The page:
Files arranged alphabetically by file title assigned by the Norwood Historical Society; photographs and photograph albums are arranged in random numerical order.
Access Note / Rights:
The Archives of American art does not own the original papers. Use is limited to the microfilm copy.
Extensive correspondence and subject files, ca. 1864-1977, containing mainly letters received from photographers, photography clubs and societies, authors, friends, models, colleagues, and others, and some drafts of letters sent. Some of the files contain writings, printed material, photographs, or correspondence of the Norwood Historical Society, 1961-1977. The correspondence refers to Day's photography, the 1904 fire which destroyed Day's studio, his involvement with literary groups and the Linked Ring, requests for articles on photography from publishers, requests for Day to exhibit and judge photography exhibitions, his interest in John Keats and collecting Keatsiana, and fine printing and his firm Copeland and Day. Several notable files are "Day," containing correspondence, letters from his father, Lewis Day, 1870-1904, writings by Day, "Is Photography Art?", "Sacred Subjects in Photography," and reviews and essays Day contributed to "Knight Errant," an article on Day by Ralph Hazell, "A Visit to Mr. Fred Holland Day," 1899, clippings on Day, 1899-1935, and an annotated photograph regarding Day's photo collaboration with Estelle Baston. "Photography" containing: letters from Roger Clark, George C. Cox, Sylvester Rosa Koehler, Charlotte Perkins, Robert Redfield, Mathilde Weil and others, exhibition catalogs and announcements, undated and 1901-1902; "Gertrude Kasebier," consisting of a letter from Arthur B. Davies to Day and her own letters to Day, which give a sense of tension between Day and Alfred Stieglitz, and her own frustration with Stieglitz; "Ralph Adams Cram," with correspondence, 4 photos of Cram, excerpts from his book "My Life in Architecture," and obituaries; and "Copeland and Day," containing correspondence with authors and artists, material on book and printing exhibitions, and letters from customers. Other notable subjects and/or correspondents include: C. Yarnell Abbott, W. Fred Allen, Anthony Angotti, J. Williams Beall, Curtis Bell, Lord Alfred Douglas, Edgar Farwell, Kahil Gibran, Bertram Goodhue, Laura Hills, Maxfield Parrish, William Ordway Partridge, Eva L. Watson Schutze and Anne Whitney. Also included are ca. 150 photographs and tintypes of Day, 1865-ca.1930, some taken by Alvin Langdon Coburn, Reginald Craigie, Frederick H. Evans, Fred Hollyer, Gertrude Kasebier, Edward Steichen, Thomas Walter, Clarence White, and Jennie Woodbury; and photos of Lewis Day. Other photographs included are: photos by Day (and some probably by Day but unidentified), of Herbert Copeland, Anna Day Smith, Lewis Day, Alice Brown, Louise Guiney, and other subjects; photographs of Day's home in Norwood and his chalet in Maine; and photographs of various subjects by Frederick Evans, Gertrude Kasebier and Clarence White, Sr.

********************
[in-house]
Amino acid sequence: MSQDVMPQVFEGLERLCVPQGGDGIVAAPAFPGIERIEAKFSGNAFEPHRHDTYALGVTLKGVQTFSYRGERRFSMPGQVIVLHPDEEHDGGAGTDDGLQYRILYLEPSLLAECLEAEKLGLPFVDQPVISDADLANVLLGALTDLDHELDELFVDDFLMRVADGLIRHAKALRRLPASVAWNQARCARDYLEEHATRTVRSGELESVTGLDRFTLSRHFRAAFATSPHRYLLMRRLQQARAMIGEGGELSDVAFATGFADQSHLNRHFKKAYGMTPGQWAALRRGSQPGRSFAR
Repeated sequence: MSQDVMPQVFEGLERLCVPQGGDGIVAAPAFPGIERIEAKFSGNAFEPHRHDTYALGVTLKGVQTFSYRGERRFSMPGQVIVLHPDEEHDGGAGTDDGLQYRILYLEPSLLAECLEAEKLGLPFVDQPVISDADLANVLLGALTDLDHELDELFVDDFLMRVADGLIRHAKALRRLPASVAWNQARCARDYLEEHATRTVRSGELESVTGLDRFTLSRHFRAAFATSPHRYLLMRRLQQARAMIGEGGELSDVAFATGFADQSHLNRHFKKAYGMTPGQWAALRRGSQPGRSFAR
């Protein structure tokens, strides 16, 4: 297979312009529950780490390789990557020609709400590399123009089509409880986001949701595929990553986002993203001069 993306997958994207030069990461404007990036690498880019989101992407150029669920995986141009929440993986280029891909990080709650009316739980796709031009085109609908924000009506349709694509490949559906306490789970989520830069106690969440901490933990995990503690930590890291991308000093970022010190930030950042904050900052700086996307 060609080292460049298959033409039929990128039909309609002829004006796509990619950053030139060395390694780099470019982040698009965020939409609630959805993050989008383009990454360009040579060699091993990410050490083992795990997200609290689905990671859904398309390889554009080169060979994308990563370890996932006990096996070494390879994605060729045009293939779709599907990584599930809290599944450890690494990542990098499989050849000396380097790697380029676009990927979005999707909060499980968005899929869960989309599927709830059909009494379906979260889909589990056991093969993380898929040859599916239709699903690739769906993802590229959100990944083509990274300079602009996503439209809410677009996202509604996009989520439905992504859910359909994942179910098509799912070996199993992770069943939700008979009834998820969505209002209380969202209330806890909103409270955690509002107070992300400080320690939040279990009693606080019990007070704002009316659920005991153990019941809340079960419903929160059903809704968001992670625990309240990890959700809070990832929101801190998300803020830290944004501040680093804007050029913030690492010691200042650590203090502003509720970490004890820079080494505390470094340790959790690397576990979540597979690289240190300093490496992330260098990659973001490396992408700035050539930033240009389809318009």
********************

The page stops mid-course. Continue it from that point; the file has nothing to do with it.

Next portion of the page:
F. Holland Day papers, 1858-1977. Archives of American Art, Smithsonian Institution.
Microfilm reels 3565-3566 and 4950-4956 available at Archives of American Art offices and through interlibrary loan.
Location of Originals:
Originals in the Norwood Historical Society, Norwood, Massachusetts.
Additional Day papers also located at: College of Holy Cross, Worcester, Mass. Day photographs and letters from Louise Guiney also located at: Library of Congress. Additional Day correspondence regarding John Keats located at: Harvard University, Houghton Library.
Photographer; Norwood, Mass. Day began photography in the late 1880s. By 1895 he had established a reputation as a pictorial photographer, and was elected to the Brotherhood of the Linked Ring. In 1900 he arranged in London the first major exhibition of pictorial photography in Europe. A fire in his Boston studio destroyed over 2,000 glass negatives in 1904, which ended his photography career. Day was also a collector of Keatsiana. He published fine books of poetry and other literary works at his firm of Copeland and Day from 1893-1899.
Material on reels 3565-66 lent for microfilming by the Norwood Historical Society, 1985. Material on reels 4950-4956 lent in 1994. Six letterpress books, files of his publishing firm of Copeland and Day, and a scrapbook of European travel clippings were not microfilmed.
Archives of American Art, Smithsonian Institution, 750 9th St. NW, Washington, D.C. 20001